The history behind Lihue Theater

The opening of the brand-new Lihue Theater on Sunday evening, Oct. 4, 1931, for two showings of “Min and Bill” at 6:30 p.m. and 8:45 p.m. proved to be a gala affair.

Crowds of people arrived at the theater long before the start of the first show by foot and in cars, which soon filled the free parking spaces on the Hanamaulu side of the theater, as well as those along the street as far away as the Garden Island Motors building.

People were impressed with Lihue Theater’s Spanish Mission architectural style, and with its size, for it was then one of the largest movie houses in Hawaii, illuminated that evening by an accentuating series of floodlights.

Inside, the theater’s more than 880 seats were occupied by moviegoers for both shows.

“Min and Bill,” a black-and-white talkie produced by Metro-Goldwyn-Mayer — a film for which Marie Dressler won the Academy Award for Best Actress in 1930 — depicts the story of Min, the owner of a waterfront hotel played by Dressler, and Bill, her fisherman friend, played by Wallace Beery, doing their utmost to protect Min’s adopted daughter, Nancy, from the wiles of Nancy’s disreputable, blackmailing natural mother, Bella.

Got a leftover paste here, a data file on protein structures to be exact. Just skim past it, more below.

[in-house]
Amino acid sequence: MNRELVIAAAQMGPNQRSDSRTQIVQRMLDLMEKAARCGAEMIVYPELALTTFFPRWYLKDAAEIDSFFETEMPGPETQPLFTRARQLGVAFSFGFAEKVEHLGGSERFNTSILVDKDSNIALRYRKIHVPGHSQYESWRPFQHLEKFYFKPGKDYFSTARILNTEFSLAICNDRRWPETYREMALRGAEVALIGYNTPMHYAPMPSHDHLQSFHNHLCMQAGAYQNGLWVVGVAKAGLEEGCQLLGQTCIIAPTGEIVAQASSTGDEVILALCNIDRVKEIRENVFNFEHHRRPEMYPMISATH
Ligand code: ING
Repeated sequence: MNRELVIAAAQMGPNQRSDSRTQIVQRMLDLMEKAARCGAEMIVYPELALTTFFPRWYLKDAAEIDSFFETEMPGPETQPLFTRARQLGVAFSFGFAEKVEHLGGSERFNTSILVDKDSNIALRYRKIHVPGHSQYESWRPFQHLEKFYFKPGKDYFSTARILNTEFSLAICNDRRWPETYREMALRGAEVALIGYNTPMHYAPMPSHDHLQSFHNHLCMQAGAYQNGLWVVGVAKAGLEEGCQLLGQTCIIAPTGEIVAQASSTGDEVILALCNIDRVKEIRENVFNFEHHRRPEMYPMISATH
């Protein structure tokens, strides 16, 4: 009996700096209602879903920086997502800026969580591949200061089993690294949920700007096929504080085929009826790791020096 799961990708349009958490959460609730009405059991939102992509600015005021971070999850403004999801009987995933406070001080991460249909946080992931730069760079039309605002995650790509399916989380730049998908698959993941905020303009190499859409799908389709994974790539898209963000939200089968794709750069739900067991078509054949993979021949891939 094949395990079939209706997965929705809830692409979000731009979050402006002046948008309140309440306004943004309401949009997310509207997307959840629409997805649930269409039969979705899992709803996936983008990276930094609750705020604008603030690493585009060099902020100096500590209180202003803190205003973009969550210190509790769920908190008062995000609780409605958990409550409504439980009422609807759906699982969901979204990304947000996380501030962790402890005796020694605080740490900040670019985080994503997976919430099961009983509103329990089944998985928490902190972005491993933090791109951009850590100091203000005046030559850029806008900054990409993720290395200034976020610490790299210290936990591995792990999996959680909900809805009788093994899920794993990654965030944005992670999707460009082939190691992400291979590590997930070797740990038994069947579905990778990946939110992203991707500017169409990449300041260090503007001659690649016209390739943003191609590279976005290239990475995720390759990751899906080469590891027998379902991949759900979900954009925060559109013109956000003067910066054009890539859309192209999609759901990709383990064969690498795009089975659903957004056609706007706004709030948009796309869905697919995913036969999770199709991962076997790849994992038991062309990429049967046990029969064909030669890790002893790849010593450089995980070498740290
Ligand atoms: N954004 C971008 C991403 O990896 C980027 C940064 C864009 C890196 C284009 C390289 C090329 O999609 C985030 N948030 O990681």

During the 1950s and 1960s, on every Saturday except the Saturday before Christmas, kids would watch cartoons, newsreels and movies at Lihue Theater from 10 a.m. to noon for only 10 cents.

But, on the Saturday before Christmas, the shows were free, and each child was treated to an apple, an orange and Christmas hard candy in a small brown paper bag.

Lihue Theater closed in 1974 after operating continuously for 43 years, and then served as a luau hall, discotheque and roller rink before being converted to senior apartments during the 1990s.


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